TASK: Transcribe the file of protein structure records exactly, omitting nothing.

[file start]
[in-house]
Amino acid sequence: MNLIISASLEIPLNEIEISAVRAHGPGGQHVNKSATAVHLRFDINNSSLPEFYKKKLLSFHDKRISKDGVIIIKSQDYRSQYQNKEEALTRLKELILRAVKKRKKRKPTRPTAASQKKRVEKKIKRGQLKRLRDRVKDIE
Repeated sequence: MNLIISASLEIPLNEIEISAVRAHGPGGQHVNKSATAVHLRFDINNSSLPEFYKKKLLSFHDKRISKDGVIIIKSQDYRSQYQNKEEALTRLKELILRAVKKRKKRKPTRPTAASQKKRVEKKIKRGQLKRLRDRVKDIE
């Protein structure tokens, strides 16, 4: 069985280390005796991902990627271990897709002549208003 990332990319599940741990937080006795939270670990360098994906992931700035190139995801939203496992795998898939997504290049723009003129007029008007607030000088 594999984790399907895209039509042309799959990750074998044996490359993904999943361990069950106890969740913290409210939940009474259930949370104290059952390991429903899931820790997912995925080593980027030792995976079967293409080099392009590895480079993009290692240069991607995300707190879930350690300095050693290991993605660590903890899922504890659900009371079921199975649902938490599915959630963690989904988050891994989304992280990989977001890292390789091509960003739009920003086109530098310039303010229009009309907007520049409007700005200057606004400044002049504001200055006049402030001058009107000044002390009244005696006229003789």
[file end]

[in-house]
Amino acid sequence: MNLIISASLEIPLNEIEISAVRAHGPGGQHVNKSATAVHLRFDINNSSLPEFYKKKLLSFHDKRISKDGVIIIKSQDYRSQYQNKEEALTRLKELILRAVKKRKKRKPTRPTAASQKKRVEKKIKRGQLKRLRDRVKDIE
Repeated sequence: MNLIISASLEIPLNEIEISAVRAHGPGGQHVNKSATAVHLRFDINNSSLPEFYKKKLLSFHDKRISKDGVIIIKSQDYRSQYQNKEEALTRLKELILRAVKKRKKRKPTRPTAASQKKRVEKKIKRGQLKRLRDRVKDIE
């Protein structure tokens, strides 16, 4: 069985280390005796991902990627271990897709002549208003 990332990319599940741990937080006795939270670990360098994906992931700035190139995801939203496992795998898939997504290049723009003129007029008007607030000088 594999984790399907895209039509042309799959990750074998044996490359993904999943361990069950106890969740913290409210939940009474259930949370104290059952390991429903899931820790997912995925080593980027030792995976079967293409080099392009590895480079993009290692240069991607995300707190879930350690300095050693290991993605660590903890899922504890659900009371079921199975649902938490599915959630963690989904988050891994989304992280990989977001890292390789091509960003739009920003086109530098310039303010229009009309907007520049409007700005200057606004400044002049504001200055006049402030001058009107000044002390009244005696006229003789």